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I'm trying to create a Gaussian random field, by creating a grid in Fourier space and then inverse Fourier transorming it to get the random field. For this, the inverse Fourier transformed image needs to be real valued. I seem to be getting residuals in the imaginary part of the grid of the order 10^-18 - -22, so I expected this to be numerical errors in the FFT. The real part of the image displays a weird checkerboard pattern on pixelscale though, where the pixels jump from positive to negative. To see if the FFT functions correctly I tried transforming a Gaussian, which should give back another Gaussian and again the checkerboard pattern is present in the image. When taking the absolute value of the image, it looks fine, but I also need it to allow for negative values for my Gaussian random field.

For the Fourier transformation of the Gaussian I use the following code:

#! /usr/bin/env python

import numpy as n
import math as m
import pyfits


def fourierplane(a):
  deltakx = 2*a.kxmax/a.dimkx #stepsize in k_x
  deltaky = 2*a.kymax/a.dimky #stepsize in k_y

  plane = n.zeros([a.dimkx,a.dimky]) #empty matrix to be filled in for the Fourier grid

  for y in range(n.shape(plane)[0]):
    for x in range(n.shape(plane)[1]):
      #Defining coordinates centred at x = N/2, y = N/2
      i1 = x - a.dimkx/2 
      j1 = y - a.dimky/2

      #creating values to fill in in the grid:    
      kx = deltakx*i1  #determining value of k_x at gridpoint
      ky = deltaky*j1  #determining value of k_y at gridpoint
      k = m.sqrt(kx**2 + ky**2) #magnitude of k-vector


      plane[y][x] = m.e**(-(k**2)/(2*a.sigma_k**2)) #gaussian
  return plane

def substruct():

  class fougrid:
    pass

  grid = fougrid()

  grid.kxmax = 2.00 #maximum value k_x
  grid.kymax = 2.00 #maximum value k_y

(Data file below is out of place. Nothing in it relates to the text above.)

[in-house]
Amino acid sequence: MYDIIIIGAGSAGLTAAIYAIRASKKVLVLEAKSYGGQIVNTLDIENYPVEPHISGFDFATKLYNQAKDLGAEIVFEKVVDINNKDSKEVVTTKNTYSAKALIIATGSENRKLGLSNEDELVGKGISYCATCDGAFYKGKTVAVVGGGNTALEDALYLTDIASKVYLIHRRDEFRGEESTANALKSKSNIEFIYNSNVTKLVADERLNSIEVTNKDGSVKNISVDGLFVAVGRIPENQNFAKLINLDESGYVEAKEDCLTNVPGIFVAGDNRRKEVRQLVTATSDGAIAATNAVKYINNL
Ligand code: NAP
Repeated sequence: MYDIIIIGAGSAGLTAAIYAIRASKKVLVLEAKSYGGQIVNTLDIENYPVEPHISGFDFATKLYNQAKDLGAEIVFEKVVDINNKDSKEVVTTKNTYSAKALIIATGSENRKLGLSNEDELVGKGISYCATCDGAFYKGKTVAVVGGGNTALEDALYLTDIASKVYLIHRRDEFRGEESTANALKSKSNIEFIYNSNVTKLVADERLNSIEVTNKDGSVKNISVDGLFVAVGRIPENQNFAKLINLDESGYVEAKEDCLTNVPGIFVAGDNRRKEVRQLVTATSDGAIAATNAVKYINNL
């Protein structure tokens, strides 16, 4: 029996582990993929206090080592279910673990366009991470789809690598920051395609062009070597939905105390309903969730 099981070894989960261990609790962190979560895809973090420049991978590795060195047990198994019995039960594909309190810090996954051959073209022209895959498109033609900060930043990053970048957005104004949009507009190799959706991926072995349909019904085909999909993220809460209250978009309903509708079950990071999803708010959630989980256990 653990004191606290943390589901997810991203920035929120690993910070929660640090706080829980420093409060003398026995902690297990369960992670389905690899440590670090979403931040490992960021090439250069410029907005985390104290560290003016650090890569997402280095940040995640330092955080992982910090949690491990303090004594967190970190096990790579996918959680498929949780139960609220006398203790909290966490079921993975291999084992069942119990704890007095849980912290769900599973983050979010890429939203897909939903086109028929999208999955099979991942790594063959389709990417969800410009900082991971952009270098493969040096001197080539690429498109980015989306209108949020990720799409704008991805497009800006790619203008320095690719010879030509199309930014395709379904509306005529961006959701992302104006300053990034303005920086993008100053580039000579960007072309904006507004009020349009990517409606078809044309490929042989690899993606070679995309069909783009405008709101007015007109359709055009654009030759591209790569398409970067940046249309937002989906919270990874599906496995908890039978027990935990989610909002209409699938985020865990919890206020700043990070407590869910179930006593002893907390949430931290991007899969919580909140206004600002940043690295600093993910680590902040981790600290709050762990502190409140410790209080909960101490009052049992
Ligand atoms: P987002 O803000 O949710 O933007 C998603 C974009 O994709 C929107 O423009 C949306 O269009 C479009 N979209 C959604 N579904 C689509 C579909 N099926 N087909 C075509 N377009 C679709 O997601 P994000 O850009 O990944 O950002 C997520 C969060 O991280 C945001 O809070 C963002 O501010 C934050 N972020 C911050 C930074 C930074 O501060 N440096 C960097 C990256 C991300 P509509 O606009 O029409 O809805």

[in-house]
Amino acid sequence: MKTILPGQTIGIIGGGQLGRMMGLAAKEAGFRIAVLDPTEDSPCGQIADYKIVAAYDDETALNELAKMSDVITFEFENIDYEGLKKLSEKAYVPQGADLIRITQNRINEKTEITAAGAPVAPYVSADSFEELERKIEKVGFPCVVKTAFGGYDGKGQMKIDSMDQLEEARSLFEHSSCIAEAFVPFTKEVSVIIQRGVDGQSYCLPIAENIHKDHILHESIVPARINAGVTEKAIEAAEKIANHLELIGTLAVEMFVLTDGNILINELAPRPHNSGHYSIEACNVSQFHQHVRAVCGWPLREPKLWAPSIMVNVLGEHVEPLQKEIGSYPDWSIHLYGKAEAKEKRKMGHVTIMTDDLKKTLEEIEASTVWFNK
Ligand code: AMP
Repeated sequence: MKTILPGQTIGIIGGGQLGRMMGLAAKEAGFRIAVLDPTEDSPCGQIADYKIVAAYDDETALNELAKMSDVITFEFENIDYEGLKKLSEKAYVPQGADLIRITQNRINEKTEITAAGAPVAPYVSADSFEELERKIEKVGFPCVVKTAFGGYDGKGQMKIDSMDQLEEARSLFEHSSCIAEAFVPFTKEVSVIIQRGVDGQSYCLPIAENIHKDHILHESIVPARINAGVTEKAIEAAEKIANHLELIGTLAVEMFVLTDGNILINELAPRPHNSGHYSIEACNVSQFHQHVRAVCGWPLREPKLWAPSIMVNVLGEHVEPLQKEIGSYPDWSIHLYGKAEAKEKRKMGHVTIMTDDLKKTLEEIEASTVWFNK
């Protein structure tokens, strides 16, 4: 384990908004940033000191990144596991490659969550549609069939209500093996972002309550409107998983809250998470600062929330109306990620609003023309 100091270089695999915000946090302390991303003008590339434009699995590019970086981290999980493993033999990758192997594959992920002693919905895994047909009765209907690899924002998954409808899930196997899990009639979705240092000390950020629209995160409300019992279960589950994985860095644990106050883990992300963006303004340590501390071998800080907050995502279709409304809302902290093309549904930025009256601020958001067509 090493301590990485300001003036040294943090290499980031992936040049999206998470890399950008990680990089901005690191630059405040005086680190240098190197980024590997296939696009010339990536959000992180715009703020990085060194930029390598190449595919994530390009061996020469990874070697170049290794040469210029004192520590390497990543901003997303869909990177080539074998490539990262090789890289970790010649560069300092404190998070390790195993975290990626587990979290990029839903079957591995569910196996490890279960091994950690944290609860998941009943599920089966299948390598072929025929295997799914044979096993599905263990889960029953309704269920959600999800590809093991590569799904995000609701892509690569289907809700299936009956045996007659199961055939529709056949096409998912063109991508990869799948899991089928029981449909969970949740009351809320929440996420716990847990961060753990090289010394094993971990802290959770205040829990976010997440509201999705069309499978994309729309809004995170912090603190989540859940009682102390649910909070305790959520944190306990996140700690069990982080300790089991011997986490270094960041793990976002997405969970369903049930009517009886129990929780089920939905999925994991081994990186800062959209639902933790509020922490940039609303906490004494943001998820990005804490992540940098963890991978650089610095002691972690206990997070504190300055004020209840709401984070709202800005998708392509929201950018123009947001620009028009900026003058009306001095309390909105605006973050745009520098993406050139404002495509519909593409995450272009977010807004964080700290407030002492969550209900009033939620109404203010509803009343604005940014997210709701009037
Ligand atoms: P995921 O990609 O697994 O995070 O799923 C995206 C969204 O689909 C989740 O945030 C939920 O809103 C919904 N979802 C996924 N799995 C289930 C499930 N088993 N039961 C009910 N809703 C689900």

grid.sigma_k = (1./20.)*grid.kxmax #width of gaussian

  grid.dimkx = 1024
  grid.dimky= 1024

  fplane = fourierplane(grid) #creating the Fourier grid

  implane = n.fft.ifftshift(n.fft.ifft2(fplane)) #inverse Fourier transformation of the grid to get final image

  ##################################################################
  #seperating real and imaginary part of the Fourier transformed grid
  ##################################################################

  realimplane = implane.real
  imagimplane = implane.imag

  #taking the absolute value:
  absimplane = n.zeros(n.shape(implane))
  for a in range(n.shape(implane)[0]):
    for b in range(n.shape(implane)[1]):
      absimplane[a][b] = m.sqrt(implane[a][b].real**2 + implane[a][b].imag**2)

  #saving images to files:
  pyfits.writeto('randomfield.fits',realimplane) #real part of the image grid
  pyfits.writeto('fplane.fits',fplane) #grid in fourier space
  pyfits.writeto('imranfield.fits',imagimplane) #imaginary part of the image grid
  pyfits.writeto('absranfield.fits',absimplane) #real part of the image grid

substruct() #running the script

Does anyone have any idea how this pattern is created and how to solve this problem?

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Solved it. In the code, before the ifft2 is performed on fplane, fplane needs to be shifted as well, so: implane = n.fft.ifftshift(n.fft.ifft2(n.fft.fftshift(fplane))) –  Mizuti Apr 19 '12 at 12:16

1 Answer 1

Whenever you see unexpected alternating signs in one DFT domain, it could mean the data in the other DFT domain was rotated halfway through the array (similar to an fftshift). If you have a symmetric "hump" of real values in one domain, then centering that hump on array element 0 (instead of array element n/2) will be the arrangement that most likely won't produce alternating signs in the transform domain.

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